Individual differences |
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Emotional regulation[edit | edit source]
Ventilation hypothesis[edit | edit source]
Critiques[edit | edit source]
In Expressing Negative Emotions: Healthy Catharsis or Sign of Pathology?, Milton Spett refers to opponents of the ventilation hypothesis:
- In the past year, a number of publications have argued convincingly for a paradigm shift in our view of expressing negative emotions. In "Expressing Emotion" (New York: the Guilford Press, 1999), Eileen Kennedy-Moore and Jeanne Watson carefully review the empirical research on the "ventilation hypothesis," the widely-accepted belief that expressing negative emotions, such as anger, sadness, or fear, is good for our mental health, our physical health, and our interpersonal relationships. The authors draw the surprising conclusion that expressing negative emotions tends to increase rather than decrease the emotions, and does not necessarily improve our mental or physical health.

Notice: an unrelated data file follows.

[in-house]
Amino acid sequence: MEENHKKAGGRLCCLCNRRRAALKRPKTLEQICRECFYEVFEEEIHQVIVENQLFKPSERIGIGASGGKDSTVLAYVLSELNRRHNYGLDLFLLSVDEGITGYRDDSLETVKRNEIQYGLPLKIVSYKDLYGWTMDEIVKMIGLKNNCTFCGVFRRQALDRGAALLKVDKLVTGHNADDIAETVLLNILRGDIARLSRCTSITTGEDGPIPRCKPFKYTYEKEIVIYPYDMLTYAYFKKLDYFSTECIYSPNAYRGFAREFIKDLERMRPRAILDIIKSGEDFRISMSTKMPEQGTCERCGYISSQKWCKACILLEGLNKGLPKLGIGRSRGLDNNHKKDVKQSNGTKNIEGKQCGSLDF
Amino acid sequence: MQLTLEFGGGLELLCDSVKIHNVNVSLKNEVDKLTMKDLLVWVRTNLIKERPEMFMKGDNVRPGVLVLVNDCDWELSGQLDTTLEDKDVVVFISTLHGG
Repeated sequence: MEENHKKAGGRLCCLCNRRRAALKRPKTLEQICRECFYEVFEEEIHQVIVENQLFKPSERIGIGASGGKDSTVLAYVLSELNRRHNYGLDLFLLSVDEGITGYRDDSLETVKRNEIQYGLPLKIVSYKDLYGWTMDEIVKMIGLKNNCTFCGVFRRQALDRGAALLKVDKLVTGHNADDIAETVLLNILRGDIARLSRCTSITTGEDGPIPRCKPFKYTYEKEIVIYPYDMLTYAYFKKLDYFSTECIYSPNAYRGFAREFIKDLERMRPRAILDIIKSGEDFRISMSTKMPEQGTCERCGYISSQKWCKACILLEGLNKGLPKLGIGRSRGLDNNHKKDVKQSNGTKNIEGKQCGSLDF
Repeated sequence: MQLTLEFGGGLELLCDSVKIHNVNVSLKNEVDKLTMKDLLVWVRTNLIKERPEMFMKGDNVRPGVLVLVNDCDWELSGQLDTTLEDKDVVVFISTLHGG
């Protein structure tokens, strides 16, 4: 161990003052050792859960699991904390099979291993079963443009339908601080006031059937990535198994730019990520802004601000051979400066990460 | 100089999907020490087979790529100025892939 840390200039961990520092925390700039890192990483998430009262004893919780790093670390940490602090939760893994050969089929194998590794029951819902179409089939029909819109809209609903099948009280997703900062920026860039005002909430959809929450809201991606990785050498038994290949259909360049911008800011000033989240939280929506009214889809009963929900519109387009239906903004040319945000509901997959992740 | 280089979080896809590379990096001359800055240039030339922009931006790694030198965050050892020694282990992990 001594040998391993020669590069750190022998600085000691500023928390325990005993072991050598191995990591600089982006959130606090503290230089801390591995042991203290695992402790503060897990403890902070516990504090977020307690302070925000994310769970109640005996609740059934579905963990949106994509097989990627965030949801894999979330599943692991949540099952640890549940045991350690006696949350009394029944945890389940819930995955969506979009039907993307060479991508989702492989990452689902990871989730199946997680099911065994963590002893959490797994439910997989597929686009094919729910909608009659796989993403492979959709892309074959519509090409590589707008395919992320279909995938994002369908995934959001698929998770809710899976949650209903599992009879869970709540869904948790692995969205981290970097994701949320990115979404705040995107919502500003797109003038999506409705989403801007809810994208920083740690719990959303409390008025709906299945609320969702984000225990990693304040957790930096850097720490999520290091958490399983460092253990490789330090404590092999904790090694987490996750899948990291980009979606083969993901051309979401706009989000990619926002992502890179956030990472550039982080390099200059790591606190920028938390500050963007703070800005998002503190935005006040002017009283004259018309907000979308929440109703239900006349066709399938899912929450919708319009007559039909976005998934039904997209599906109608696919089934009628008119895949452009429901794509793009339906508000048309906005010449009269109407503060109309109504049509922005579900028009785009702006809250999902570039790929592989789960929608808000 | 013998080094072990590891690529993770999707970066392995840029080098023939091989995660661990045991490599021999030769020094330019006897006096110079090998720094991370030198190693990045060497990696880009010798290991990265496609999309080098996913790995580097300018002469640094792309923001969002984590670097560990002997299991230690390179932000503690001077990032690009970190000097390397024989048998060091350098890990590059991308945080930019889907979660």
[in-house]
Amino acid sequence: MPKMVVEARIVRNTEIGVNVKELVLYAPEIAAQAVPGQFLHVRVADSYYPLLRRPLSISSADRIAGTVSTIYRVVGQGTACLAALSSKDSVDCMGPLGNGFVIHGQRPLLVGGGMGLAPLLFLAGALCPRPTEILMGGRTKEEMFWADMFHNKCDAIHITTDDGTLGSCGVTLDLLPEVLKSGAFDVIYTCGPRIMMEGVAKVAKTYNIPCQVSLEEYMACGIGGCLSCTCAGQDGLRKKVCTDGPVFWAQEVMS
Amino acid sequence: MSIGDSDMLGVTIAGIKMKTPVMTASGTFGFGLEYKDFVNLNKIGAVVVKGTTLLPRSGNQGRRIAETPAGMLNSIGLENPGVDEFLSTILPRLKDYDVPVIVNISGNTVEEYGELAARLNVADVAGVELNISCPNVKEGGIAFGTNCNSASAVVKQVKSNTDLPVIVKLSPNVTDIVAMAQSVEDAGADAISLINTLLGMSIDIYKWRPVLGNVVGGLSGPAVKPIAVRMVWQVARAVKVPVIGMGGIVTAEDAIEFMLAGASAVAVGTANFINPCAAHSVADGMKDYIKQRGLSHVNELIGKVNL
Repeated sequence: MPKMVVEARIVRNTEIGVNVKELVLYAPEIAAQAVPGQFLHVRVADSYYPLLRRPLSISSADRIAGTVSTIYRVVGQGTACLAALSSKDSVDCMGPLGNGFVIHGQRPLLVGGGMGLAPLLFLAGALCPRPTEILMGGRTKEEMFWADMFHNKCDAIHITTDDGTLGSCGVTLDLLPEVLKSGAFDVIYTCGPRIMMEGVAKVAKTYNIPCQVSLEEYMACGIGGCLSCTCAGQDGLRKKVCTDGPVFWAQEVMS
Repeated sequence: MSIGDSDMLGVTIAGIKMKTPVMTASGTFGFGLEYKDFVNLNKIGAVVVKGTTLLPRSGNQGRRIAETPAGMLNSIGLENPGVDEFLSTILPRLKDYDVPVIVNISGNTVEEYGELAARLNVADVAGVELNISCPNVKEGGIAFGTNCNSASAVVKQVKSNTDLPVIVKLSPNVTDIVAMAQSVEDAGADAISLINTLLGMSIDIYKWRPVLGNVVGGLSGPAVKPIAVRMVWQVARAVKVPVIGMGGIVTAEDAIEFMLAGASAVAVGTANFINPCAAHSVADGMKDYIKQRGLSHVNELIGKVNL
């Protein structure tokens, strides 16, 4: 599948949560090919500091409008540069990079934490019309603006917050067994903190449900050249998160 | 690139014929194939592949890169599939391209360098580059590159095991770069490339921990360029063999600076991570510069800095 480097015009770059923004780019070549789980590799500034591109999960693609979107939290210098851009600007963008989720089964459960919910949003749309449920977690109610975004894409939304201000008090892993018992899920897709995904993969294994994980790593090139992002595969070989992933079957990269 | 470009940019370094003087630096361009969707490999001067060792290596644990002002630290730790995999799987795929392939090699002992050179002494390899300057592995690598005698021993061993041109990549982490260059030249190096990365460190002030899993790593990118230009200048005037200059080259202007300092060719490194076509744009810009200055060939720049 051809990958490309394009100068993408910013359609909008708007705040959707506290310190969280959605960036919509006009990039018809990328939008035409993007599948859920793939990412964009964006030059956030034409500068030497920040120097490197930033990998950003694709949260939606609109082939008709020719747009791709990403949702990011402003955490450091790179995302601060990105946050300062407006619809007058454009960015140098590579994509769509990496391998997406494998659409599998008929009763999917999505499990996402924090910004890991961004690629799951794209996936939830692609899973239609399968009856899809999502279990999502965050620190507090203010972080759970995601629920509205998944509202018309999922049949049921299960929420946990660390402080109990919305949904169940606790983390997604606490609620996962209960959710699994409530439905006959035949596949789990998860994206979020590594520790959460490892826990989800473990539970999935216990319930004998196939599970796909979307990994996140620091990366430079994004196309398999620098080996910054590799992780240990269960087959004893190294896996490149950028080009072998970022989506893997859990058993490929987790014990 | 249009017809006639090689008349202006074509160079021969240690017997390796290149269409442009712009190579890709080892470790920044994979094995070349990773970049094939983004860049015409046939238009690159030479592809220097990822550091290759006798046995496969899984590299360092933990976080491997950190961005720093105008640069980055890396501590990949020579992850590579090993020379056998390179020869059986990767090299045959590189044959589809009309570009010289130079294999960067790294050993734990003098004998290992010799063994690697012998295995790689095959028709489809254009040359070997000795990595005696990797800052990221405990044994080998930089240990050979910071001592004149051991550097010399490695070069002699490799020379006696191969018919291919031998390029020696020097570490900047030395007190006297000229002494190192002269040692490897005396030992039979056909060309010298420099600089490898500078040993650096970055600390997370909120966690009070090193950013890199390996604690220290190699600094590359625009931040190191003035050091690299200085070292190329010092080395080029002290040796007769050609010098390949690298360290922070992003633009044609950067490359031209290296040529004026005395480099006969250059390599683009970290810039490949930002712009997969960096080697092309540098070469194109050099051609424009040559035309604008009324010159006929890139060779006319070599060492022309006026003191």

The rest of the article includes these points:
- experiencing emotions rather than expressing emotions that can lead to cognitive reappraisal and improved mental and physical health
- the most effective therapeutic interventions should include both moderate emotional expression and cognitive reappraisal.
See also[edit | edit source]
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